R-colored vowels (also r-controlled vowels, rhotic vowels, rhoticized vowels, retroflexed vowels, darn r vowels) is a term used to describe the change in quality of a spoken vowel immediately followed by the consonant /r/. More than some other consonants, the presence of an immediately following /r/ can make it challenging for new cuers to recognize the vowel at the heart of a syllable. For this resason, r-colored vowels are often given special attention in introductory lessons.
There is only instance in cueing where the /r/ is built in to the vowel. In the words heard, bird, word, the /r/ is not cued as a separate consonant. New cuers sometimes add /r/ following this vowel placement therefore incorrectly cueing hear-r-d, bir-r-d, and wor-r-d. Intermediate and advanced cuers sometimes make a similar error by adding /r/ within multisyllabic words like hurry, stirring, and courage.
Sometimes, cuers insist that that pronounce /r/ twice in words like hurry. This is more likely a function of their perception of the consonant /r/ being part of the second vowel. They may feel as though the quality of the /rrriēee/ is not sufficiently represented. The problem is that the consonant is built-in to the preceeding vowel and they may want to add handshape 3 at the mouth.
There are three possible issues: 1) the sense that there are two /r/ consonants; 2) wanting /r/ initiate the following syllable with /iēee/; 3) a sense that the /r/ is held longer or drawn out.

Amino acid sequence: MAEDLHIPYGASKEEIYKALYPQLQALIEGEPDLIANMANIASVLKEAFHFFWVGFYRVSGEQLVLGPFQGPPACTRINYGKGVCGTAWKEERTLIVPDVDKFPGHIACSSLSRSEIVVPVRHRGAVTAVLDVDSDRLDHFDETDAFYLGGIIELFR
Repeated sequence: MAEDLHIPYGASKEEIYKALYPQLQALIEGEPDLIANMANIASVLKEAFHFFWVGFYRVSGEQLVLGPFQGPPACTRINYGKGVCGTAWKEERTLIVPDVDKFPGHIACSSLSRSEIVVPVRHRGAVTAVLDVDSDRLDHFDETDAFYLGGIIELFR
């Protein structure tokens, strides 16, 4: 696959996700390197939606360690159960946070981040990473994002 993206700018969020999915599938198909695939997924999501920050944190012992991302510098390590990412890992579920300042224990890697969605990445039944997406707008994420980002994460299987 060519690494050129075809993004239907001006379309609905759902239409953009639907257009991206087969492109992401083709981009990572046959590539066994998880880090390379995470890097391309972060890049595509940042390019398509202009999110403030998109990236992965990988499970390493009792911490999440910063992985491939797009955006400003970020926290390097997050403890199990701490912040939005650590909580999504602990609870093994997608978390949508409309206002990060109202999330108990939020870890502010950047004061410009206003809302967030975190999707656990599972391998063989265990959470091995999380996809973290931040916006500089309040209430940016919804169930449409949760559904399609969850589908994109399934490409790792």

English generally doesn’t allow double consonants within words. We can have double consonants between words (e.g., fish shop, bad dog). It is possible that English users may perceive two consonants (or one long held consonant) between two meaningful units of one word (e.g., barroom). This is different than the word hurry which is not made up of two meaningful parts joined together. The urge to add an extra /r/ in hurry is more likely a function of the fact that the consonant is not represented by a handshape, but is imbeded in the vowel. It may be worth asking these new cuers if they perceive two /r/ in words like barrage and married. These words (like hurry) are cued with a single consonant /r/, but are less confusing because they conform to the CV/ handshape-placement nature of cueing.